Gordon Parks’ rise as a documentary photographer allowed him to intervene in the revision of America’s national identity during a crucial moment in the country’s history: the advent of mass culture in the 1930s. Pursuing the Farm Services Administration’s goal of “introducing America to Americans,” Parks’ early work exposed the infringement of mass culture upon local cultures, particularly the ways in which farm mechanization signaled major changes in the profile of working-class labor.

My research explores the conversation between Zora Neale Hurston’s Mules and Men (1935) Their Eyes Were Watching God (1937) and Dust Tracks on a Road (1942) and Parks’ work with the FSA. I am particularly interested in the possible relationships between black laborers’ experiences of the Farm Services Administration and the Federal Security Administration, which scholars have discussed in terms of its interventions in the town of Belle Glade, Florida (the town upon which Hurston bases her fictional accounts of “the muck”). How might these identically acronymed government programs have come to represent the heavy-handed surveillance of white capitalism for black rural laborers during the 1930s and 1940s? And how might this connection revise popular beliefs about the laborers’ relation to the white capitalist authority structure?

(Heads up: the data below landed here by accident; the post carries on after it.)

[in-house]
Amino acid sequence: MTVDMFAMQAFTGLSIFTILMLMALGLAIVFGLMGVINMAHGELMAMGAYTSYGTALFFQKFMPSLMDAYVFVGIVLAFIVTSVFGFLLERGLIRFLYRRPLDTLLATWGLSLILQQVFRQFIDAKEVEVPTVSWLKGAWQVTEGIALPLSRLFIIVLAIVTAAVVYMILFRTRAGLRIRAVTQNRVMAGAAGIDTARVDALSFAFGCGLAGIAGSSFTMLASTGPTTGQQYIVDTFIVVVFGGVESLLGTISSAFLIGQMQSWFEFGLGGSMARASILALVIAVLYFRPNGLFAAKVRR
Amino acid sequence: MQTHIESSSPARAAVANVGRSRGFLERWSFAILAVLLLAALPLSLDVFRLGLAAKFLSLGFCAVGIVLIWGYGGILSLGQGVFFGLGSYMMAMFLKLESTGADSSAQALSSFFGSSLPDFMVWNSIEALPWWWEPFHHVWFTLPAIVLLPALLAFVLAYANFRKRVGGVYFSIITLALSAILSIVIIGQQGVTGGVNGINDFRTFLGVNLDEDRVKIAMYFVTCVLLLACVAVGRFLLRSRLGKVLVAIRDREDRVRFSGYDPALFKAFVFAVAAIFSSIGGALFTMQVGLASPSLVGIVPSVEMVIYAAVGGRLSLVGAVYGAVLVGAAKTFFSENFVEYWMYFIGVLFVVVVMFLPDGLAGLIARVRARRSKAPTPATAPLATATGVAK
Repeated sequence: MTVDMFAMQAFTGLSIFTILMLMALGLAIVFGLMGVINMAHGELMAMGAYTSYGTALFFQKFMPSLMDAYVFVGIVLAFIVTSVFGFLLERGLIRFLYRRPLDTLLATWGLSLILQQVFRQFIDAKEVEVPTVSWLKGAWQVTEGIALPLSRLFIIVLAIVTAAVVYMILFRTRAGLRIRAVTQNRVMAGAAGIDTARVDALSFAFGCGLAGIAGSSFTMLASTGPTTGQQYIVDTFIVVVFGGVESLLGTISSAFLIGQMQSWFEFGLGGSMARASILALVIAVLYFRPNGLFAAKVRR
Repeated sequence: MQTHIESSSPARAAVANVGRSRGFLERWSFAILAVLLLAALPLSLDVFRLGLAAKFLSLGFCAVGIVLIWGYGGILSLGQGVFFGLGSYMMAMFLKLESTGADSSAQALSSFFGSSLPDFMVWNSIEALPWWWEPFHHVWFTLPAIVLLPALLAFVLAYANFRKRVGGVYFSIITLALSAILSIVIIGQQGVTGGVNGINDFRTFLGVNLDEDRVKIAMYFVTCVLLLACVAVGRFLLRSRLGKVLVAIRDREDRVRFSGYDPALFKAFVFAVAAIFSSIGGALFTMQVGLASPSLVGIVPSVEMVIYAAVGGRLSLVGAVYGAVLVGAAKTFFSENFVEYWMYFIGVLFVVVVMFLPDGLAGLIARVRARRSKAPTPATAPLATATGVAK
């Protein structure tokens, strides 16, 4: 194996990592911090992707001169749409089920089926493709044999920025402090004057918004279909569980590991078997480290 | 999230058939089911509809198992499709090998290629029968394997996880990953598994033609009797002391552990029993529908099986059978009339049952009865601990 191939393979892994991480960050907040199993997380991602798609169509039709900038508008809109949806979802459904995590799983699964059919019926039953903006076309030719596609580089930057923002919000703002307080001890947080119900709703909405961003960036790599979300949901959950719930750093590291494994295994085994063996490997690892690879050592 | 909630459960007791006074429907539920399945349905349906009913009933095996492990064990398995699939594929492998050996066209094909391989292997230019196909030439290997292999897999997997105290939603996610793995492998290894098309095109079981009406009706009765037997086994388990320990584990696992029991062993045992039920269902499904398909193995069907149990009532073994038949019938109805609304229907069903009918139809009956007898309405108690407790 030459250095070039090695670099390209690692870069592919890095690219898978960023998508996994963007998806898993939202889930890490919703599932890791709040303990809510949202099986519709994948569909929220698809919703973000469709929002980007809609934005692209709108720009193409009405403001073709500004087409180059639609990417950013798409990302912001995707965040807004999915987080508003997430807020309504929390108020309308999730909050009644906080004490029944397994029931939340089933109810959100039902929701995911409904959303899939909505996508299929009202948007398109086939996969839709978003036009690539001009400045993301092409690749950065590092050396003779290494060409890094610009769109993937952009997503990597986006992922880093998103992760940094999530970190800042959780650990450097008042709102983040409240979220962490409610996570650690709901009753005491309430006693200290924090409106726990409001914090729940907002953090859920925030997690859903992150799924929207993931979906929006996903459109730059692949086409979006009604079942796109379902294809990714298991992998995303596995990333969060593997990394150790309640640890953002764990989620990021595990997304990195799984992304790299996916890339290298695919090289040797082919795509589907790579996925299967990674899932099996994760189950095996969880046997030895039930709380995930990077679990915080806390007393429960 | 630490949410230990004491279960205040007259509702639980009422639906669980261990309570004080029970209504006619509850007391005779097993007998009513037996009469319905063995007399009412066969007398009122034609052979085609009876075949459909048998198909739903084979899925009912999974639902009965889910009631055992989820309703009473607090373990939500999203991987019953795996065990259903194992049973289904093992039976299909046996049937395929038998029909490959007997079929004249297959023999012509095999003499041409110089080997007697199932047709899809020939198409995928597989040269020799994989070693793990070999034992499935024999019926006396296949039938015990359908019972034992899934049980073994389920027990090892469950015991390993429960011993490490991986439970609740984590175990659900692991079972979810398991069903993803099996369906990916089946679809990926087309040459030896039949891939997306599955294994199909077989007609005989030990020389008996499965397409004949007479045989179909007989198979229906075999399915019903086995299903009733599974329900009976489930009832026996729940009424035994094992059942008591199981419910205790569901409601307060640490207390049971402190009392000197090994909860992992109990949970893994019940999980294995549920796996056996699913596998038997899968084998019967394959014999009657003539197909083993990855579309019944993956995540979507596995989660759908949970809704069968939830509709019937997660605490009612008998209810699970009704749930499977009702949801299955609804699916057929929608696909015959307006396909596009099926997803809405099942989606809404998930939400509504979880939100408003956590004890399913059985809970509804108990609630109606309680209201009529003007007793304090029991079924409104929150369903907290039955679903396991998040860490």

I argue that Hurston’s texts and Parks’ images help us discern how the economic shifts of the early 20th century impacted visual and literary interrogations of (and challenges to) white male hegemony and how that process impacted the emergence of the black middle class.

Friday, January 30, 2009

my president is

Monday, December 01, 2008

On Michelle Obama and Stereotypes

In response to CNN's report "Michelle Obama breaks stereotypes"

CNN's Randi Kaye examines how Michelle Obama may help break down stereotypes of black women.

I’ve seen this segment aired on CNN at least three times and each time it’s made me more and more uncomfortable. Why? Because it’s just plain silly to suggest that Michelle Obama can single-handedly eradicate stereotypes about African-American women. By definition, stereotypes are images or ideas about a group of people that have become fixed by repetition or acceptance, to the point of cliché. If there are stereotypes about Black women being overweight, ignorant or angry, they exist because we have been inundated with those unflattering images over the course of decades and generations.

While I am genuinely excited about what Michelle will bring to the White House, I think we’re doing a disservice not only to the first family, but to our already derelict discourse on race and racism to suggest that one woman’s weight, skin-tone and parenting abilities could possibly reverse a stereotype that was built over several successive decades of white supremacist attitudes about black women being transmitted through every possible mouthpiece from music videos to US public policy.